An overview of YBCO nanowires’ production using the solution blow spinning technique

(a) Alexsander L. Pessoa, Ana M. Caffer, Claudio L. Carvalho, Rafael Zadorosny
(b) Maycon Rotta,
(c) Maycon Motta, Wilson A. Ortiz,
(d) Damian P. Hampshire, Mark J. Raine,
(e) Devendra Namburi, John Durrell,
(f) Michael Koblischka

 (a) São Paulo State University (UNESP), School of Engineering, Ilha Solteira, SP, Brazil
(b) Instituto Federal de Educação, Ciência e Tecnologia de Mato Grosso do Sul (IFMS), Campus Três Lagoas, MS, Brazil
(c) Universidade Federal de São Carlos (UFSCar), São Carlos, SP, Brazil
(d) Durham University, Department of Physics, Centre for Materials Physics, Superconductivity Group, Durham, UK
(e) University of Cambridge, Department of Engineering, Cambridge, UK
(f) Saarland University, Experimental Physics, Germany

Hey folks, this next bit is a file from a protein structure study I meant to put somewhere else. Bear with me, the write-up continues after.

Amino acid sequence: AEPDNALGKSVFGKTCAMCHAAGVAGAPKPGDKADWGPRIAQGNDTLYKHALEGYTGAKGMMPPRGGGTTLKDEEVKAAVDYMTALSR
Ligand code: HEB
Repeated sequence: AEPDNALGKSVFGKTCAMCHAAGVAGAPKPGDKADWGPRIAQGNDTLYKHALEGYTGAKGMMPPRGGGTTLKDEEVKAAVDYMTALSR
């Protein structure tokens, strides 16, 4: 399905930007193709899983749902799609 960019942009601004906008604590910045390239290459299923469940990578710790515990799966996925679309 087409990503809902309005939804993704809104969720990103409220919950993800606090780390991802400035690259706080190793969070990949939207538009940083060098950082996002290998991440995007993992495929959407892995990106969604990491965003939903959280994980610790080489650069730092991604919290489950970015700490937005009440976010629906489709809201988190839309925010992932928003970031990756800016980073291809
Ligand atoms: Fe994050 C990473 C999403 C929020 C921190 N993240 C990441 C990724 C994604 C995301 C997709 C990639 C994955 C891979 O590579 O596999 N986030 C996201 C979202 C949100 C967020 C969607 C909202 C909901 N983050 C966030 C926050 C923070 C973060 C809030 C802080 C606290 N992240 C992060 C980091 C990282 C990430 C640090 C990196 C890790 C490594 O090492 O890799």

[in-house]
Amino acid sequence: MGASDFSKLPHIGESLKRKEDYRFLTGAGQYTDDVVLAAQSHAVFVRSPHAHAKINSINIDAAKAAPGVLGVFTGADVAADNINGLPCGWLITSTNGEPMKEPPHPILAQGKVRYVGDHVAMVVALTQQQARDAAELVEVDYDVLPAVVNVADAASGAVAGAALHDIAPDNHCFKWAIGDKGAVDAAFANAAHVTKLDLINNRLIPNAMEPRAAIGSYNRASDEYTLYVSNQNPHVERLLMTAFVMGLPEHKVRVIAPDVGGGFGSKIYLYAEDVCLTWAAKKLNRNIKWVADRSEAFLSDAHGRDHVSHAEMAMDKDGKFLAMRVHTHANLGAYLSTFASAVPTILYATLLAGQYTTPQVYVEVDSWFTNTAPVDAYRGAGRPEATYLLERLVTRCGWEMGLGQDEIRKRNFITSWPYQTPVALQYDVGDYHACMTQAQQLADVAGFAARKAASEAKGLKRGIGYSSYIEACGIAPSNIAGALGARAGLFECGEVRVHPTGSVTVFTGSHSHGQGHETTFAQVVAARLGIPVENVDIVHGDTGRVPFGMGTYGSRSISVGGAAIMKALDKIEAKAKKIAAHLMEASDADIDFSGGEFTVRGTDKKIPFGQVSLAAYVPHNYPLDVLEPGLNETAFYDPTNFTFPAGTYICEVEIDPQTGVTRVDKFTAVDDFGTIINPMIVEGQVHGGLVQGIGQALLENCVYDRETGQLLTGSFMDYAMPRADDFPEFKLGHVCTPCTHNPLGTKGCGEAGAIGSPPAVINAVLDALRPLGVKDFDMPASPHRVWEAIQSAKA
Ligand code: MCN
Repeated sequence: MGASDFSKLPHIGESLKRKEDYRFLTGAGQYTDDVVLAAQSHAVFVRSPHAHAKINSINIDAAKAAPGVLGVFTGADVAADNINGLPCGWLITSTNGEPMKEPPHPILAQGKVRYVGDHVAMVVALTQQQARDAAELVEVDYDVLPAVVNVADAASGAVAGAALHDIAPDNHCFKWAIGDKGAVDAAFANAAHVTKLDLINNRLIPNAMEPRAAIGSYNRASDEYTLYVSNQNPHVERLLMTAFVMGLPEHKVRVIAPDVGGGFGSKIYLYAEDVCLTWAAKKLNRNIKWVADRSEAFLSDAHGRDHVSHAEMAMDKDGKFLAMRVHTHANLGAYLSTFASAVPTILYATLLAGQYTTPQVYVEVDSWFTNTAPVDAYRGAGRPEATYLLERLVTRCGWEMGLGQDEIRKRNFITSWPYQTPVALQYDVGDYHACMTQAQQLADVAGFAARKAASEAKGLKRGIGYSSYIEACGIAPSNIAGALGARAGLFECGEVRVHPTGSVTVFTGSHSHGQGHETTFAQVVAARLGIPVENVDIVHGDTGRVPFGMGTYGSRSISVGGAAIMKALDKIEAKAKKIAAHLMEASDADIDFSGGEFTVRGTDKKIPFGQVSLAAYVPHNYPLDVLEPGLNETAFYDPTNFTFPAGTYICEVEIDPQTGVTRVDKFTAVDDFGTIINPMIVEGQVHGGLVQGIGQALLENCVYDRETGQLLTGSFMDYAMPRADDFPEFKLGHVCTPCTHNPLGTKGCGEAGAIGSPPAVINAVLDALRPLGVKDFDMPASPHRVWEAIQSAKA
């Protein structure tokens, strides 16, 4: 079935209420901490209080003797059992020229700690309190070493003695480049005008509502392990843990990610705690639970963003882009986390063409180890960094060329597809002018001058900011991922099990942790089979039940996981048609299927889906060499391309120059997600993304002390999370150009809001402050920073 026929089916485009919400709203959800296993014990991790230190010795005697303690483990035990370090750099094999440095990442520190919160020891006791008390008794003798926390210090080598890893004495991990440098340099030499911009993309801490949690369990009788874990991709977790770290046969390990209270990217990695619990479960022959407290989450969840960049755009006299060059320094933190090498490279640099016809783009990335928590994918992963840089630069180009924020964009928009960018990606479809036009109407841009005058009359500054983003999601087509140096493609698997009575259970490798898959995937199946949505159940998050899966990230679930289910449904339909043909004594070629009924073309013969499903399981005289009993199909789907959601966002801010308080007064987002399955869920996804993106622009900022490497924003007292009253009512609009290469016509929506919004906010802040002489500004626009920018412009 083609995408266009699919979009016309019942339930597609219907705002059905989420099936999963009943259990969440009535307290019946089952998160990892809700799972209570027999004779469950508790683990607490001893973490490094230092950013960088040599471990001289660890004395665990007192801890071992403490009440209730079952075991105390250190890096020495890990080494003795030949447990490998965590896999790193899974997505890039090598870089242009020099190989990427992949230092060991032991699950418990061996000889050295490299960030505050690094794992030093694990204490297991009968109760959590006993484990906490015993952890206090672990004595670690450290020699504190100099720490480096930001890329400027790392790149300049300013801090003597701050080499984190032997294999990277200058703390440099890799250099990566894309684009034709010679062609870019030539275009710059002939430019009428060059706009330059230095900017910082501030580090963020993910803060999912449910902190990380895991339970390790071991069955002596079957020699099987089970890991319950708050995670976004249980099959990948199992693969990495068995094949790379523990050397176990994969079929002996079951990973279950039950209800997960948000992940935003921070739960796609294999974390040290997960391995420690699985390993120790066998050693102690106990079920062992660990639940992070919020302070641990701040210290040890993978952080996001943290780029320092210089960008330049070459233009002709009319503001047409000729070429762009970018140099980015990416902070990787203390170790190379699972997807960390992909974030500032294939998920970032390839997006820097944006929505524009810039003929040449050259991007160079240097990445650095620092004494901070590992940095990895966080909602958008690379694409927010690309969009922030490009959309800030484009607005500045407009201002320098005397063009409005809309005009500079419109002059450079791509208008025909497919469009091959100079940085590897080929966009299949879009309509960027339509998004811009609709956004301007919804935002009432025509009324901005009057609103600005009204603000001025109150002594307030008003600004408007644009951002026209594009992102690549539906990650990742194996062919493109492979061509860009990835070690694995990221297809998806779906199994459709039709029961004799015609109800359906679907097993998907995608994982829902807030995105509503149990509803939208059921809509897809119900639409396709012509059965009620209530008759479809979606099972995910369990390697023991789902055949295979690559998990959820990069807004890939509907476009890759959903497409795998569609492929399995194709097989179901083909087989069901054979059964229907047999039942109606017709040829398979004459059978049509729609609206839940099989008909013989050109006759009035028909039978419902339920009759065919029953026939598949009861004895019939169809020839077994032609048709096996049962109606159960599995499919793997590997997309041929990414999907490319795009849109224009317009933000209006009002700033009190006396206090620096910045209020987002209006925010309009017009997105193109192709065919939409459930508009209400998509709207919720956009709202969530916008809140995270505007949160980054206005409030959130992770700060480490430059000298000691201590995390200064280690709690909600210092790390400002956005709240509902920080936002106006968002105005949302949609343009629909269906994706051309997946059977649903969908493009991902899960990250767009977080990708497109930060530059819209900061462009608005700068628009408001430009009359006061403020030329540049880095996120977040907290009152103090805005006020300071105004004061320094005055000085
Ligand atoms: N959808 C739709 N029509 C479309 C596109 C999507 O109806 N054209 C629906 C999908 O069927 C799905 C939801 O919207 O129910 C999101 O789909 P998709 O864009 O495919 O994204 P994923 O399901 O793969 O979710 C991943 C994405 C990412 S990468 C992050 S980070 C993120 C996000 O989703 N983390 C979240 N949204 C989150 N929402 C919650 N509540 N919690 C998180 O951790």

Materials at the nanoscale have been pursued over the last years due to their possible new behaviors and consequential new applications. From this perspective, ceramic materials are quoted to be used in various fields, from health to new sustainable ways to produce and store energy or even improve devices, like energy generators and magnets. However, it is quite hard to produce complex ceramics (with three or more elements) at the nanoscale. Oxide superconductors are part of this set of complex ceramic materials and, so far, has not been explored in depth. Since 2016, some works were published concerning the production of non-woven YBCO samples through use of a kind of one-pot synthesis route coupled with the solution blow spinning (SBS) technique. Such a technique was first described in 2009 and has been massively applied in research with polymers. SBS consists of the controlled injection of a polymer solution stretched by compressed gas. Parameters such as gas pressure, solution injection rate, volatility, viscosity, and temperature, are important for producing continuous and smooth wires with nano and submicrometric average diameters. However, when SBS is used to produce ceramic samples, the heat treatments take an important role. By use of this approach, YBCO has been successfully produced, presenting average diameters ranging from about 250 nm to 1000 nm. Recently it has been shown that the grains grow following the main axis of a nanowire in an Ostwald ripening-like process, and the high-porous nature of the samples is responsible for the appearance of a Paramagnetic Meissner Effect for applied magnetic fields on the microTesla range. On the other hand, the fragile ceramic nature is also evidenced in those samples. To solve this problem, a modification in the precursor solution synthesis was done to chemically introduce silver in the YBCO ceramics. This study demonstrated that the introduction of silver shifts the main XRD peak to the angular position 2t=32.8º, which indicates a better oxygenation process of the YBCO. Additionally, the crystallization and partial melting temperatures decrease by about 40 ºC. Consequently, by applying the same heat treatment used for YBCO samples without silver, a considerable shrinkage occurs. As a consequence, the samples lose their fibrous morphology, becoming dense porous-like ceramic. We expect that the future developments in producing YBCO+Ag could result in applications of such materials as, for example, in magnetic field shields, permanent magnets and easy-cooling bulk samples. Furthermore, one can benefit from the additional characteristic of the SBS technique that allows samples to be produced on tailored, custom-chosen shapes, since the material can be sprayed on top of a precast substrate.




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